Intoxication. You can hear it in the word — can’t you? — the sense that in reaching a state of heightened joy, perhaps near ecstasy, one has been invaded by toxins, that when inside an extremity of feeling — say exhilaration, despondency or erotic obsession — one has been poisoned with emotion, unhinged, rendered irresponsible, foolish and at risk.

As always, language does convey a truth — in inebriation there is danger. But we do well to remember that a wise response to danger does not seek safety through sacrifice of intensity, depth and passion. How to recognize the value as well as the risks of aroused feelings, awakened awareness, heightened sensitivity? The understandable call to dampen and dull our pains, to diminish and control our joys comes at the cost of aliveness and creativity. I urge therefore cultivation of a wisdom of extremity, a consideration of the uses and abuses of intoxication in general and of drink-infused intoxication in particular.

Jewish tradition, its laws and narratives, advocates various uses of alcohol as part of the regimen of a good life. Highly sensitive to the dangers of abusive consumption, the tradition warns of overuse and addiction — “Do not ogle that red wine as it lends its color to the cup, as it flows on smoothly; in the end it bites like a snake; it spits like a basilisk. Your eyes will see strange sights; your heart will speak distorted things”(Proverbs 23) — but it clearly calls for drinking wine at every wedding ceremony, on Shabbat, at Passover Seder and on Purim. And the Psalmist (104:14) characteristically appreciates that God “brings forth bread from the earth and wine that gladdens the heart of man to make faces shine brighter than oil.”

Wine, however, is not the way for everyone. The tradition affirms total abstention as right for some, individuals whom it names Nazirites, and includes among them the prophet Samuel and the judge Samson. However, for those who choose to incorporate wine into their lives, a wisdom of drinking is critical, and in our times perhaps more important than ever.

Consider two pedagogical examples: The first drunk to appear in the Hebrew Bible is Noah, who after the Flood, having survived the first genocide, then plants a vineyard, harvests grapes, produces wine and drinks himself into a stupor. In the aftermath of drunken collapse, inside the nauseating dread of hangover, he utters his first spoken word, “Cursed,” sadly addressed to his son. Comment and discuss the distinction between finding comfort and “getting wrecked.”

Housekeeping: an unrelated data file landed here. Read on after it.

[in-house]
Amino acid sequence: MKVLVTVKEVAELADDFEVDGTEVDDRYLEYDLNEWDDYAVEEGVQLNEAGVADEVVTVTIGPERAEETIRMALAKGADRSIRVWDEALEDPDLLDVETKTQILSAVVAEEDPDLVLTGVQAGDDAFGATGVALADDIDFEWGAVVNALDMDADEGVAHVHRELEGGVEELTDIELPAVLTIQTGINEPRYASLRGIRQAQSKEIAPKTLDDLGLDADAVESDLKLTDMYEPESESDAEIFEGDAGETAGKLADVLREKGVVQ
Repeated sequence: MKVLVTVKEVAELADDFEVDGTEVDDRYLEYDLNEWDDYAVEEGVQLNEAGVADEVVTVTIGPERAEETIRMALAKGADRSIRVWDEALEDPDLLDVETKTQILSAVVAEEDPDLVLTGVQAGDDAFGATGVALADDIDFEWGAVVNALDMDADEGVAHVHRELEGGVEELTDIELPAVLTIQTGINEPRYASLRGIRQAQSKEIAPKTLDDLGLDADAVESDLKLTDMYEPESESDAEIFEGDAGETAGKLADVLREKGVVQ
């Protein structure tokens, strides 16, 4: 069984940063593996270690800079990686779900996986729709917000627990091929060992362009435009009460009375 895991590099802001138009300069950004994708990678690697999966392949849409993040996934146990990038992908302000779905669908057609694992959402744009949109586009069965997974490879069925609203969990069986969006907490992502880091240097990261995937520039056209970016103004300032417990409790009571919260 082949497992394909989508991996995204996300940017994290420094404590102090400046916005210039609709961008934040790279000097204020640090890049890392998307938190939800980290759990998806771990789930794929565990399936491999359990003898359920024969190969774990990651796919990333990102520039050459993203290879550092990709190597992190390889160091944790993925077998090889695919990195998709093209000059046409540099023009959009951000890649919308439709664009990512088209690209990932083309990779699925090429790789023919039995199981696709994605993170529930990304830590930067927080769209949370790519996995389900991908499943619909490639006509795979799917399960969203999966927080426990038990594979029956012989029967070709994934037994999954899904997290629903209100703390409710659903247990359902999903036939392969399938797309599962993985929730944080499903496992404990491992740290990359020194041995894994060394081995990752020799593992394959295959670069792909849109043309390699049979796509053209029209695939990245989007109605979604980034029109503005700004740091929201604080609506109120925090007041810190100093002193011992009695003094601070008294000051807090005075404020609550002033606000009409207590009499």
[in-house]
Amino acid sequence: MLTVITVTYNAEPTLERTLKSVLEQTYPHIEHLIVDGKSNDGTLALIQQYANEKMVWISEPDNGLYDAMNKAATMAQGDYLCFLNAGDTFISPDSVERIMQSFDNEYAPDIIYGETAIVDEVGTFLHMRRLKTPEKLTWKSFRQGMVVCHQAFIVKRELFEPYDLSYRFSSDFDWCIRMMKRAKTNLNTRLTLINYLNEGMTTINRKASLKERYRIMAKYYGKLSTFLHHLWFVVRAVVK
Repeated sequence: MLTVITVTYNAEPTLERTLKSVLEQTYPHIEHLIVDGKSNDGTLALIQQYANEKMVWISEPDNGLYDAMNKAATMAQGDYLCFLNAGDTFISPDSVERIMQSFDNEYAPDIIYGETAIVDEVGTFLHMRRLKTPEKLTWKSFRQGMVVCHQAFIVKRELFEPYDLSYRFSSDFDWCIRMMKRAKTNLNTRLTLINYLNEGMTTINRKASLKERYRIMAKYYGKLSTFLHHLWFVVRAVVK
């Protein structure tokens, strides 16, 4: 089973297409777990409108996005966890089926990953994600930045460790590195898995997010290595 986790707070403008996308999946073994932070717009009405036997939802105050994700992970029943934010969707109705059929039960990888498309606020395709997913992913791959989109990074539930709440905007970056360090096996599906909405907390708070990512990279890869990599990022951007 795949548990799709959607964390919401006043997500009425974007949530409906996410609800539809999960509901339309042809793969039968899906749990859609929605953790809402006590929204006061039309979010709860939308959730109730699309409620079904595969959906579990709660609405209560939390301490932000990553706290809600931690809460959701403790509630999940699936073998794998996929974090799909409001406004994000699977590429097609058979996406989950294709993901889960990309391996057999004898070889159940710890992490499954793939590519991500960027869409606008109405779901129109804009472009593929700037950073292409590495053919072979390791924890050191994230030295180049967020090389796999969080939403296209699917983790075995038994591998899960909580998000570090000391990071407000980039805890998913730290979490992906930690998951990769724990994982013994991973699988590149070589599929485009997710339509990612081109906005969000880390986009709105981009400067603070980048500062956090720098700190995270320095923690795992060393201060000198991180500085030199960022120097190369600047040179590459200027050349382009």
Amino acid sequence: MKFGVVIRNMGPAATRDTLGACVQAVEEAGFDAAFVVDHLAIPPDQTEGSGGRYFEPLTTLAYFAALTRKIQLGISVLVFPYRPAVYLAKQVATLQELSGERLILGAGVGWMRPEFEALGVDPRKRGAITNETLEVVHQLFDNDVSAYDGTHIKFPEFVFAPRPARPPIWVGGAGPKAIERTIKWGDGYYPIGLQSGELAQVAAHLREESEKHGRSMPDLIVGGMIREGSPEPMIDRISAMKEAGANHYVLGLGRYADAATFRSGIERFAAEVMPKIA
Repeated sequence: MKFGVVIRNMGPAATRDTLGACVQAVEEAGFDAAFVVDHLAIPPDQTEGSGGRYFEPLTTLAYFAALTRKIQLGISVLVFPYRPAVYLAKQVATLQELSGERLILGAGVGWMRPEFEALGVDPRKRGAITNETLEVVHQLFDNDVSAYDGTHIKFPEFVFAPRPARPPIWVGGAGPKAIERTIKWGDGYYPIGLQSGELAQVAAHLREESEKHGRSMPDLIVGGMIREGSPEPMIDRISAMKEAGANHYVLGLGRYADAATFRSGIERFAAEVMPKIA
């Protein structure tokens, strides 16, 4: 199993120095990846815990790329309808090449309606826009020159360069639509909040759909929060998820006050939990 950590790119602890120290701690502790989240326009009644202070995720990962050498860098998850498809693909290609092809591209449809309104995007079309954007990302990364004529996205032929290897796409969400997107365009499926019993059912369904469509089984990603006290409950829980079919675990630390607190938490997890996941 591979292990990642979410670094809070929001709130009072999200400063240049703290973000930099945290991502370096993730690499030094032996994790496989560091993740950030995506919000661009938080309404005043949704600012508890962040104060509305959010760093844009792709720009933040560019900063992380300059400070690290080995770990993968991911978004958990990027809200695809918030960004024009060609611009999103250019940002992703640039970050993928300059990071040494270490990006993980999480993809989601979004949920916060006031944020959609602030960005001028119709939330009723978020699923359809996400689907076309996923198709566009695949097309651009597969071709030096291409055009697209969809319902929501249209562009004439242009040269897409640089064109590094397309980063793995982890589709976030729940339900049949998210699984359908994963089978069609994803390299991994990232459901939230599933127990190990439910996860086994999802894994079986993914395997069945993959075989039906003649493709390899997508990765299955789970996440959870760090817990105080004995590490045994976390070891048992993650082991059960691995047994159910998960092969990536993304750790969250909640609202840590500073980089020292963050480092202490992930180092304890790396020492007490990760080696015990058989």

Trapped inside the shame of her own barrenness, Hannah, who would soon give birth to the prophet Samuel, prays in silent tears at the alter in Shiloh. Eli, the priest at Shiloh, no doubt accustomed to witnessing the decorous ministrations of pilgrim celebrants, mistakes Hannah’s open expression of anguish for wine-induced hysteria. “Oh no, my lord!” she responds to the scolding cleric. “I am a very unhappy woman. I have drunk no wine or other strong drink, but I have been pouring out my heart to the Lord.” Have you ever used drink, or feigned being drunk, so as to act out an anguish (or perhaps a desire) you have kept hidden from others and perhaps from yourself? The Talmud teaches that when wine enters, a secret emerges.

The goal of drink is not drink itself, but rather the state of mind to which it can lead when wisely managed and skillfully used. We can use alcohol to remind ourselves of the goodness and beauty of life, to reawaken our sense of solidarity, integrity, lovability; we can use it as one tool in the lifework of crafting and shaping our deepest desires, sorrows, terrors and joys.

But how does this craft relate to actual student life at Yale? I think we need to find out, and to that end, I am hosting tomorrow night, at 8:30 p.m. at the Slifka Center, an open discussion of the real questions Yale students face and the ones they turn away from: When and why do we drink to “get wrecked?” How can we dismiss the things we’ve said or done because we are drunk? What leads us to lament the consequences of a forgotten night as our heads pound the next morning, and what lures us back to drink again?

James Ponet is a 1968 graduate of Timothy Dwight College and the Howard M. Holtzmann Jewish chaplain. Contact him at .